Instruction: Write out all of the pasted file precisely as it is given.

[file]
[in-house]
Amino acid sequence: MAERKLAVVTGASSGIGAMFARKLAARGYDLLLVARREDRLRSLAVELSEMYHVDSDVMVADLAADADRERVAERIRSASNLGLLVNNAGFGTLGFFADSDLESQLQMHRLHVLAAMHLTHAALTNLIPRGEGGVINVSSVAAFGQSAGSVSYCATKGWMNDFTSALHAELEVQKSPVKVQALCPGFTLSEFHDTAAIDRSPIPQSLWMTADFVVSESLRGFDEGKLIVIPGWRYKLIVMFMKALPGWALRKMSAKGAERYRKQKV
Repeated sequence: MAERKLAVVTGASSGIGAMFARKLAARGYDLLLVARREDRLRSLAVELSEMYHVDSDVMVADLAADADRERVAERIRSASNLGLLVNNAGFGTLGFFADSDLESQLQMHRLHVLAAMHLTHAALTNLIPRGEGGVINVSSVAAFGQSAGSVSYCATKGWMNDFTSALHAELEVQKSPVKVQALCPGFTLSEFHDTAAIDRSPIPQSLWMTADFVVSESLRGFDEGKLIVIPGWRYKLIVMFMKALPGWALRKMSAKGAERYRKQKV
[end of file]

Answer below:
[in-house]
Amino acid sequence: MAERKLAVVTGASSGIGAMFARKLAARGYDLLLVARREDRLRSLAVELSEMYHVDSDVMVADLAADADRERVAERIRSASNLGLLVNNAGFGTLGFFADSDLESQLQMHRLHVLAAMHLTHAALTNLIPRGEGGVINVSSVAAFGQSAGSVSYCATKGWMNDFTSALHAELEVQKSPVKVQALCPGFTLSEFHDTAAIDRSPIPQSLWMTADFVVSESLRGFDEGKLIVIPGWRYKLIVMFMKALPGWALRKMSAKGAERYRKQKV
Repeated sequence: MAERKLAVVTGASSGIGAMFARKLAARGYDLLLVARREDRLRSLAVELSEMYHVDSDVMVADLAADADRERVAERIRSASNLGLLVNNAGFGTLGFFADSDLESQLQMHRLHVLAAMHLTHAALTNLIPRGEGGVINVSSVAAFGQSAGSVSYCATKGWMNDFTSALHAELEVQKSPVKVQALCPGFTLSEFHDTAAIDRSPIPQSLWMTADFVVSESLRGFDEGKLIVIPGWRYKLIVMFMKALPGWALRKMSAKGAERYRKQKV